Dolores Beasley

Headquarters, Washington, DC
(Phone: 202/358-1753)

Steve Roy

Marshall Space Flight Center, Huntsville, AL

(Phone: 256/544-6535)

Megan Watzke

Chandra X-ray Center, Cambridge, MA

(Phone: 617/496-7998)

RELEASE: 00-173

The Chandra Observatory’s sharp-eyed X-ray vision has
detected something never before seen. The discovery may help
find the origin of what many researchers believe are the most
powerful explosions in the Universe.

The clues are found in the afterglow of a gamma-ray burst
(GRB), and could strengthen the case for a “hypernova” model,
where massive collapsed stars generate these mysterious blasts
of high-energy radiation.

An international team of scientists used Chandra to observe
iron emission lines from ejected material surrounding one such
burst known as GRB991216. This is the first time emission lines
associated with GRBs have been unambiguously detected and their
properties precisely measured at X-ray wavelengths.

“The discovery of iron lines in the X-ray spectrum is an
important clue to our understanding of GRBs,” said Luigi Piro,
lead author of the paper that appears in today’s issue of the
journal Science. “Studying the immediate area around the GRB
tells us a great deal about the origin of the GRB itself.”

Astronomers have long debated how GRBs originate. One theory
contends that GRBs result when two “compact objects,” that is,
neutron stars or black holes, collide and coalesce. Another
theory speculates that a “hypernova,” a gigantic star
collapsing on itself under its own weight, could cause these
extremely energetic outbursts.

A shift in the wavelength, or energy, of the detected iron line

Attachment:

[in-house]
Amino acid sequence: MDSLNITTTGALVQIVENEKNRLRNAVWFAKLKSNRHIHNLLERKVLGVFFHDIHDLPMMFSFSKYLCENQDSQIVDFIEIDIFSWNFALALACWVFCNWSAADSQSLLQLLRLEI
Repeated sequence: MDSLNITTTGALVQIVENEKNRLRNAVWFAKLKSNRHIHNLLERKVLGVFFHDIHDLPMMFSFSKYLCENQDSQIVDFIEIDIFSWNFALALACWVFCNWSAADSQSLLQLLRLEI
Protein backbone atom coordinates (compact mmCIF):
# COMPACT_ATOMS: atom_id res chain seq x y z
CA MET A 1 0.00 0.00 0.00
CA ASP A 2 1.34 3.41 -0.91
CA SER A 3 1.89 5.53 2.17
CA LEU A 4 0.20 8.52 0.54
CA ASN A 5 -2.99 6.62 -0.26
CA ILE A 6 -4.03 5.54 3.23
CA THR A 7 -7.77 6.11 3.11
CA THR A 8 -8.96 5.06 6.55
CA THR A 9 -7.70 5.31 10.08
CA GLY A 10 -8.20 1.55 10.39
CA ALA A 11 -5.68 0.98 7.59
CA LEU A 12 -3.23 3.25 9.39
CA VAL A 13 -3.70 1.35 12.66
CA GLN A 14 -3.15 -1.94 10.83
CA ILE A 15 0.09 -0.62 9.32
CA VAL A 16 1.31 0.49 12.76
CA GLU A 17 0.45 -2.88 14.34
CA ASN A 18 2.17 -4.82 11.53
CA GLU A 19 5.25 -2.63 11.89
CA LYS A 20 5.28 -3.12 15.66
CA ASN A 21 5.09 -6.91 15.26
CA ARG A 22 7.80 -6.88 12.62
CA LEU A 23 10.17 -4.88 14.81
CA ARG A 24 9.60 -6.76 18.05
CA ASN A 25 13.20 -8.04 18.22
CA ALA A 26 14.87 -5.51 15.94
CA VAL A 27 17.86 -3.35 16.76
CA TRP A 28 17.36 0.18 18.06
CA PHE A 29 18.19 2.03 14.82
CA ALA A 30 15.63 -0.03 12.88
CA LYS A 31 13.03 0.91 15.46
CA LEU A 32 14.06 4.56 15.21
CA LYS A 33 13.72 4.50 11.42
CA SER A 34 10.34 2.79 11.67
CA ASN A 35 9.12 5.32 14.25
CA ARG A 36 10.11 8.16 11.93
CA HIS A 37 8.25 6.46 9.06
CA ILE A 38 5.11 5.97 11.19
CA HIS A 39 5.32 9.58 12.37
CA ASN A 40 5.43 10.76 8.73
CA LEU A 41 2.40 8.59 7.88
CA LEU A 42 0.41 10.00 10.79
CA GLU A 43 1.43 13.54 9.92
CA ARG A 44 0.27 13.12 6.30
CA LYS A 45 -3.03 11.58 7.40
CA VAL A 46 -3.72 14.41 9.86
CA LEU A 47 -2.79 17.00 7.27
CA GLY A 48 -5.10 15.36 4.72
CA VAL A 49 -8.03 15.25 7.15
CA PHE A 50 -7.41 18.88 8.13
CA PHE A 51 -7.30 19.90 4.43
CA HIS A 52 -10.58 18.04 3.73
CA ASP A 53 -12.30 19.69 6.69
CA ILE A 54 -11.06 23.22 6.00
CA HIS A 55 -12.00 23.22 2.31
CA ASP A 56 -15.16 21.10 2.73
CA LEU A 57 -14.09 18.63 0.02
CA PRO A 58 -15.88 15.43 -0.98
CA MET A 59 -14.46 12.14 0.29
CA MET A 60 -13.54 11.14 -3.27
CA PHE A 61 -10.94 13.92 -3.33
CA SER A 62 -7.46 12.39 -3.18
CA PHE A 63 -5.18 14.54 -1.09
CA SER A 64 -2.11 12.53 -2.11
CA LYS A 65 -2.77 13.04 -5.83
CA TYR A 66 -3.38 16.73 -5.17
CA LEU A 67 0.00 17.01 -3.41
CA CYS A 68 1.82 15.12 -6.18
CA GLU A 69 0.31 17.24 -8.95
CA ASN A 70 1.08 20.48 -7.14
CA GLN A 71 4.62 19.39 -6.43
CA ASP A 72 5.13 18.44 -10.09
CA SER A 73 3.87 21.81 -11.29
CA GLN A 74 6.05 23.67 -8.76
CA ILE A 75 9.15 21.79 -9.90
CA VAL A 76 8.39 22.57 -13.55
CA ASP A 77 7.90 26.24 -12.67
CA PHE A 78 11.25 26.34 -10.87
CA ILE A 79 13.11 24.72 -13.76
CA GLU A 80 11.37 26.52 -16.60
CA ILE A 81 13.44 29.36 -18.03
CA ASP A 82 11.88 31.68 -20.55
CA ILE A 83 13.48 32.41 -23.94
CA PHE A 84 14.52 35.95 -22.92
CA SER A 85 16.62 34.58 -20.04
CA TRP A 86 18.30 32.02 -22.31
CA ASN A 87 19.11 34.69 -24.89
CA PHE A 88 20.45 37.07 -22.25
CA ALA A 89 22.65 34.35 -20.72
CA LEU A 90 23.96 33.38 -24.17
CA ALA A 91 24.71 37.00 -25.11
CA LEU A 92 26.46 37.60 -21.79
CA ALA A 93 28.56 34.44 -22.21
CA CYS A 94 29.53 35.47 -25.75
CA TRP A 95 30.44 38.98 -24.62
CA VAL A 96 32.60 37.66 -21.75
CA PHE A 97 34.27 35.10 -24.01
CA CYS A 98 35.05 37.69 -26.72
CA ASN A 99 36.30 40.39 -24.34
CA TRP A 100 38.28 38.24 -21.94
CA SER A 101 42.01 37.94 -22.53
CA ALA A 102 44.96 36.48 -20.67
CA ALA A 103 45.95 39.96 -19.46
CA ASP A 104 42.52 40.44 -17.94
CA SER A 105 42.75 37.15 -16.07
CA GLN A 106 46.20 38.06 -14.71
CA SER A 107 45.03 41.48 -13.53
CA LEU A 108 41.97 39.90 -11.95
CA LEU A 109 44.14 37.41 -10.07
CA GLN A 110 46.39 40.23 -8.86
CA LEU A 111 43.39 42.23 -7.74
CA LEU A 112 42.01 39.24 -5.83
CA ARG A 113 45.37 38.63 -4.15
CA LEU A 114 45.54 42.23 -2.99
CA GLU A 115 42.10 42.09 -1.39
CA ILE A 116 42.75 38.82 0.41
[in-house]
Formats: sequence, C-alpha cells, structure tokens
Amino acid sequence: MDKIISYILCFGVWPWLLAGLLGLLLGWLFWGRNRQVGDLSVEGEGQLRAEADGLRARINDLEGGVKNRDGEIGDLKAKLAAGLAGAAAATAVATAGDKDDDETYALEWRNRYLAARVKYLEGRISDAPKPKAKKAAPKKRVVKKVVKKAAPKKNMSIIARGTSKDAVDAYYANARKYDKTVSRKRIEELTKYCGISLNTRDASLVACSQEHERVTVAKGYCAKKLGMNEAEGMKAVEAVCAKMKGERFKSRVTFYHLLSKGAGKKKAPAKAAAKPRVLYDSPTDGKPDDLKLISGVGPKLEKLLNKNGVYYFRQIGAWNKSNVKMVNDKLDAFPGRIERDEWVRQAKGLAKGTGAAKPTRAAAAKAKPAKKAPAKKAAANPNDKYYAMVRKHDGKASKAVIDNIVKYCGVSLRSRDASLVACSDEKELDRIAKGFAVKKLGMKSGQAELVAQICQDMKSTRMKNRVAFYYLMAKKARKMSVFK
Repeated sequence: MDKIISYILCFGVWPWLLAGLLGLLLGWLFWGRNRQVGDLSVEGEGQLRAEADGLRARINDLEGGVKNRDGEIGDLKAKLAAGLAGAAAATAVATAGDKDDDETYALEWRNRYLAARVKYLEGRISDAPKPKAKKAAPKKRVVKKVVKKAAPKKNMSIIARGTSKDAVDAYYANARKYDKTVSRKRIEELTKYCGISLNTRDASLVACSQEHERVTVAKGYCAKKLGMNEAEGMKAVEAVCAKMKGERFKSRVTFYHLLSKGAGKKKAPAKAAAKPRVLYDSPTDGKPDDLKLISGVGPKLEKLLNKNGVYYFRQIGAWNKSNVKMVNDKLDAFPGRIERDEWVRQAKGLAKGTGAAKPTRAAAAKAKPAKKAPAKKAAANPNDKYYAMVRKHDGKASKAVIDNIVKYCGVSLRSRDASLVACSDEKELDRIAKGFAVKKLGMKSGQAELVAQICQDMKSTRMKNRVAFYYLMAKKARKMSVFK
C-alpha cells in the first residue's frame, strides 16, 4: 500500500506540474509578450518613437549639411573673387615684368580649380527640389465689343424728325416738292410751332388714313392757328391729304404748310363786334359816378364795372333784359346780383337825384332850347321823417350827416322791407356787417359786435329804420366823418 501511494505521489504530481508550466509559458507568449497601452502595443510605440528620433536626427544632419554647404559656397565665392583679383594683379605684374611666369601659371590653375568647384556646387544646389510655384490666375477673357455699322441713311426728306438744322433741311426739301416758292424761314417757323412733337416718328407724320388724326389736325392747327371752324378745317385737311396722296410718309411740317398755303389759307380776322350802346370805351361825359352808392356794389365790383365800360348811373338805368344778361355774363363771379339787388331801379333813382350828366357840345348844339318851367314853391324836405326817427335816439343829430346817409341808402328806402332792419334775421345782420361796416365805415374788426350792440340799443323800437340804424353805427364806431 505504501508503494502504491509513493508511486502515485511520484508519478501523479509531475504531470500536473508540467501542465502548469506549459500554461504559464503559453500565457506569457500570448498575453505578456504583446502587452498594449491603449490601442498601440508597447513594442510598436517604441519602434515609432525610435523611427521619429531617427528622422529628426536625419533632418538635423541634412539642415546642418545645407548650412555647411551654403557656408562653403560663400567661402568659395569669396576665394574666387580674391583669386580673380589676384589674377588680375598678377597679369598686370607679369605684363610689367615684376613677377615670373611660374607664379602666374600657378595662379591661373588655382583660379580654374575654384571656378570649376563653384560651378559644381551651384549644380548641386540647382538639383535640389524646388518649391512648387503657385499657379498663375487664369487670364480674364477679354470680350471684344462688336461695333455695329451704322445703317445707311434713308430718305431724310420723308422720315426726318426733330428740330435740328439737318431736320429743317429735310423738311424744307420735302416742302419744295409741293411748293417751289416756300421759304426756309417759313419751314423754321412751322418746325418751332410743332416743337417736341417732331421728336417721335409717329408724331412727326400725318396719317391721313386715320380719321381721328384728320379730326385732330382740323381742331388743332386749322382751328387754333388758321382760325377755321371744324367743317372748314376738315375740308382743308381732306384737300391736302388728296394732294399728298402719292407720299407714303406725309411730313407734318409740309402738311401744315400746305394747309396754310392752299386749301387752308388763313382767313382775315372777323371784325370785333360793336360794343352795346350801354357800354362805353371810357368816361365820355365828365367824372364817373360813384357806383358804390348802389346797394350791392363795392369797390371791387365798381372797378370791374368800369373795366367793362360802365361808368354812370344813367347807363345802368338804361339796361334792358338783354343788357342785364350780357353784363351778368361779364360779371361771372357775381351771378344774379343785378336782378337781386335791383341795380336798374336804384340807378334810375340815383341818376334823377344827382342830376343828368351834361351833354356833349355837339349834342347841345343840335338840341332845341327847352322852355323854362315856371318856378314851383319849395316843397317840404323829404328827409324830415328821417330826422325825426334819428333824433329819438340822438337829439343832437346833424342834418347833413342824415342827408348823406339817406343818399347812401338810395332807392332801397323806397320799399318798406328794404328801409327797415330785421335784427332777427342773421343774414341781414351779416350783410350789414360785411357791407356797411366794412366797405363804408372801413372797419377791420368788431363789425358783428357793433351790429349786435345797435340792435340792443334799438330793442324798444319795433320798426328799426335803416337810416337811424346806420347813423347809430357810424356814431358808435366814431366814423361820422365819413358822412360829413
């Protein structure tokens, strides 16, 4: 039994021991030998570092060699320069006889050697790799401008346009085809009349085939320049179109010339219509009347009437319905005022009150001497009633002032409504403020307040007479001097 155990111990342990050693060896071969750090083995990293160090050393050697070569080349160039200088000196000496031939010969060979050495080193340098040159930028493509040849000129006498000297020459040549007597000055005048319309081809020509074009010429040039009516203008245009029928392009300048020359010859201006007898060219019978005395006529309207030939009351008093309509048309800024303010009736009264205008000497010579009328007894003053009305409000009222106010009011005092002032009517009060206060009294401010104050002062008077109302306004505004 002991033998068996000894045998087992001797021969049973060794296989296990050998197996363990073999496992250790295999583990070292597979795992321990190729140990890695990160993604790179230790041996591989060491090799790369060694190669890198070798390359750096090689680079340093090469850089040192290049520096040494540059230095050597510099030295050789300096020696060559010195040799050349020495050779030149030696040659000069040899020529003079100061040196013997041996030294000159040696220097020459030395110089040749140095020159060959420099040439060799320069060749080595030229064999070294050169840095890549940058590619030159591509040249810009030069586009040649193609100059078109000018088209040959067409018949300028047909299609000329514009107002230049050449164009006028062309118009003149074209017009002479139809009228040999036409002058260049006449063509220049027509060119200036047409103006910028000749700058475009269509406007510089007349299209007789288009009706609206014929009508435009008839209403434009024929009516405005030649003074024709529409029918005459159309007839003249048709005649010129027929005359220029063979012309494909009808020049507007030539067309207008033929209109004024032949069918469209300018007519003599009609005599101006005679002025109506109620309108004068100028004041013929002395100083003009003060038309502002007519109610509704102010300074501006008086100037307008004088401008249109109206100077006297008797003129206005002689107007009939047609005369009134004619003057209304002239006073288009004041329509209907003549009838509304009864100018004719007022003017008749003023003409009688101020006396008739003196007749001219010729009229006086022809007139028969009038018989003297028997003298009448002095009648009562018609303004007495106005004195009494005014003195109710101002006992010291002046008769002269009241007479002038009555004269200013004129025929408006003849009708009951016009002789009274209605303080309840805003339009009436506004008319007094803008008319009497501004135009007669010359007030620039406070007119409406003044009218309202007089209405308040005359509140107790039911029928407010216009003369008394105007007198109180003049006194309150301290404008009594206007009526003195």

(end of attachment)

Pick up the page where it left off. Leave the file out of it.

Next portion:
emission, relative to what would be seen in a laboratory, tells
researchers the distance to the GRB. The Chandra team
determined it has taken 6 billion years for the X-rays from
GRB991216 to reach Earth.

From the distance and the intensities of the detected X-ray
emission lines, the investigators deduced the properties of the
ejected material and its relationship to the GRB. The team was
able to determine the mass of the medium within a light day or
two of the GRB as approximately equivalent to at least one-
tenth that of the Sun. By analyzing the widths of the detected
spectral lines, the researchers found that the material
surrounding GRB991216 is moving away nearly 10 percent the
speed of light.

“Our data helps rule out the scenario where two neutron stars
or black holes collide,” Piro said. “We think GRBs result from
something similar to a supernova explosion, but much more

Scientists speculate that the initial shedding of material,
perhaps the outer envelope of a hypernova, is followed by an
event at the core of that hypernova – most likely a collapse to
a black hole. Energy released by the fireball of the resulting
GRB would then heat up the ejected material, producing optical
and X-ray afterglows, lasting days or weeks.

GRB991216, first detected by the Burst and Transient Source
Experiment (BATSE) aboard the NASA’s Compton Gamma-ray
Observatory, Dec. 16, 1999, was one of the brightest GRBs ever
found by that instrument. A more accurate GRB position was
obtained by the Rossi X-ray Transient Explorer. Chandra was
able to reorient quickly in order to observe the event, while
the flux level was still high. This allowed Piro and his team
to observe GRB991216, using Chandra’s High Energy Grating
Spectrometer (HETG) in conjunction with the Advanced CCD
Imaging Spectrometer (ACIS) for more than 3 hours.

The research team included Pennsylvania State University’s
Gordon Garmire, principal investigator for the ACIS instrument,
Michael Garcia of the Harvard-Smithsonian Center for
Astrophysics, Cambridge, MA and other colleagues from the
United States, Italy, Japan, and the Netherlands.

The ACIS X-ray camera was developed for NASA by Penn State and
the Massachusetts Institute of Technology (MIT). The High
Energy Transmission Grating Spectrometer was built by MIT.
NASA’s Marshall Space Flight Center in Huntsville, AL, manages
the Chandra program. The Smithsonian’s Chandra X-ray Center,
Cambridge, MA controls science and flight operations. Images
associated with this release can be found at: